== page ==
If I inspire anyone to follow in my footsteps, my heart will surely be happy

Nives Zun

Another important group of volunteers I want to talk about are community volunteers – people who live in the refugee camps and are part of A Drop in the Ocean different projects. They are a mixed group of people, men and women from different countries, different ages, family status etc. They need to speak at least a basic level of English as they are valuable translators between us and our beneficiaries. But their role is much more than that. In Nea Kavala, they run many activities independently, with us, international volunteers only assisting them. They are hardworking, dedicated, smart, curious, kind, wonderful individuals, each with their own history, not to mention their difficult current situation. It is amazing that they volunteer their time, energy and skills. With community volunteers, the people in the camp become familiar faces, we learn their names, and get to hear their interesting and often heart-breaking stories. I have gotten to know their families, hobbies, sense of humour and more. We share coffees and chit chat, just like any other work buddies anywhere else in the world. Some become friends.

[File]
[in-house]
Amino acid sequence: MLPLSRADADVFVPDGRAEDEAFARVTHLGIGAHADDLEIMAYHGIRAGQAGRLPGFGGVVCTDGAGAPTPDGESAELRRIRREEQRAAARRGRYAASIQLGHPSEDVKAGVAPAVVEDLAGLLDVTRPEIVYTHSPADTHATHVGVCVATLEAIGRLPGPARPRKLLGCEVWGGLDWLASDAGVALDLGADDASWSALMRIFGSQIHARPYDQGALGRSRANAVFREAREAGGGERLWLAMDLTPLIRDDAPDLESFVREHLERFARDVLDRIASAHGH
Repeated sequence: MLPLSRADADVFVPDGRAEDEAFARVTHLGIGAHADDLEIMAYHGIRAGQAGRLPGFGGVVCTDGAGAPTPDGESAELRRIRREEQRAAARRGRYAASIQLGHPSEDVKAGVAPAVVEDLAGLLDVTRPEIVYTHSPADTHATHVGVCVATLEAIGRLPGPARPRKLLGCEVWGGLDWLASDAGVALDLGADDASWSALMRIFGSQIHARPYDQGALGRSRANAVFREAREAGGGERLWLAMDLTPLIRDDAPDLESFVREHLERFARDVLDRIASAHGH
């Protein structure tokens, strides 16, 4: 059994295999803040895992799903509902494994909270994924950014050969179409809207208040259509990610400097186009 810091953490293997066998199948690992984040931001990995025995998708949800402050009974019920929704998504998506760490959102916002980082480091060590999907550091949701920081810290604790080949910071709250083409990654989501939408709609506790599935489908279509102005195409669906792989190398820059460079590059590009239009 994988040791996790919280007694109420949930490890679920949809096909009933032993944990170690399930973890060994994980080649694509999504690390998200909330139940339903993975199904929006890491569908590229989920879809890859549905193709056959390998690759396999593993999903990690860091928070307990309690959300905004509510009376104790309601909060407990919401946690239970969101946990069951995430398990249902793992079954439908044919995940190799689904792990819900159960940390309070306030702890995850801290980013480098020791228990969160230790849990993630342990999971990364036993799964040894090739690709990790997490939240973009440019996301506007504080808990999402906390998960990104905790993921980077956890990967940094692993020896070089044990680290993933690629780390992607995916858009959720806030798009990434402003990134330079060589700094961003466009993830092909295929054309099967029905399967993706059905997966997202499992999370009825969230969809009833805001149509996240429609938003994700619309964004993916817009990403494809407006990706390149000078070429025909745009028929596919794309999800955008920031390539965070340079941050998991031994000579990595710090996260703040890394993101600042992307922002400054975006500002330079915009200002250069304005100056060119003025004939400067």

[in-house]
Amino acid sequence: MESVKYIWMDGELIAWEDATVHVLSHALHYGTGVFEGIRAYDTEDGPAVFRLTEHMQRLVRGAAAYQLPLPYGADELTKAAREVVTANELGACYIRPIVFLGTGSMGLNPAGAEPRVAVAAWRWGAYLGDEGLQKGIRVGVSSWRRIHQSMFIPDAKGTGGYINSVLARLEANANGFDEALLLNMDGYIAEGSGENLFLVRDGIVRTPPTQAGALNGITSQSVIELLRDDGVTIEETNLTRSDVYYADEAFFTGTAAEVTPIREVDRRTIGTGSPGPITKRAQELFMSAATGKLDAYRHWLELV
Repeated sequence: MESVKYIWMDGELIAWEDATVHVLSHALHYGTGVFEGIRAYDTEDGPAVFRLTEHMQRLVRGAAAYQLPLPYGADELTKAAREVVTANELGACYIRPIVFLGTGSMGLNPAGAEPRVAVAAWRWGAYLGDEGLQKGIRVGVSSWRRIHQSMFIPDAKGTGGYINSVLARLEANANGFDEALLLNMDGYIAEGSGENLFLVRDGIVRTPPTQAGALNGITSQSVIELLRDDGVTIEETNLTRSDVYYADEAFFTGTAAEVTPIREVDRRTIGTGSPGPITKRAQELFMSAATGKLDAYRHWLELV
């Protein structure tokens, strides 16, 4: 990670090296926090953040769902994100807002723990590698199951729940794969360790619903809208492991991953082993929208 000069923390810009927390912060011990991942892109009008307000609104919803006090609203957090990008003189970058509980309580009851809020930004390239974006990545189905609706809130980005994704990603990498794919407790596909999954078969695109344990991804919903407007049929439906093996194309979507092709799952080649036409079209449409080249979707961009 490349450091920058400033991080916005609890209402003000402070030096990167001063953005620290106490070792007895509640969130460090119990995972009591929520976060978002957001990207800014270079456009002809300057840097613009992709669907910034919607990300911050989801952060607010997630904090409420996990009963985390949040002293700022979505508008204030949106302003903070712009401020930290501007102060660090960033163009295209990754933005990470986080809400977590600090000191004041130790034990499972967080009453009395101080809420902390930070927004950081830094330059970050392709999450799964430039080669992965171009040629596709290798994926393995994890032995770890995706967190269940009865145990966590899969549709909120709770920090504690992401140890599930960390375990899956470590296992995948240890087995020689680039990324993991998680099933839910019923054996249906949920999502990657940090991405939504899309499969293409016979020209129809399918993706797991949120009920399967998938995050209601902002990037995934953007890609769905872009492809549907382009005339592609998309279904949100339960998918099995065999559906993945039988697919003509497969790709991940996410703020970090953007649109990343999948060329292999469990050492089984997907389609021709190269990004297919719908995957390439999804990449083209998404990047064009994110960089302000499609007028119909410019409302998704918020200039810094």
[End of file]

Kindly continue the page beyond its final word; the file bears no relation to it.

Working in and around the refugee camps is emotionally challenging, so being surrounded by a ”good crowd of people” with whom I feel on the same wavelength as is essential. No matter what role we have, teaching English, doing art workshops, distributing clothes or project management, we are sharing a unique life changing experience. I am not saying our motivation to do this work is always the same, but I feel some underlying connection with every single one of the people I have volunteered with on Lesvos and in Nea Kavala. This was even more true during the last months as we went through Covid lockdown together, not being able to socialise with other people outside of the volunteering team. I even spent Christmas with some members of my Drop family as travelling back home was too complicated.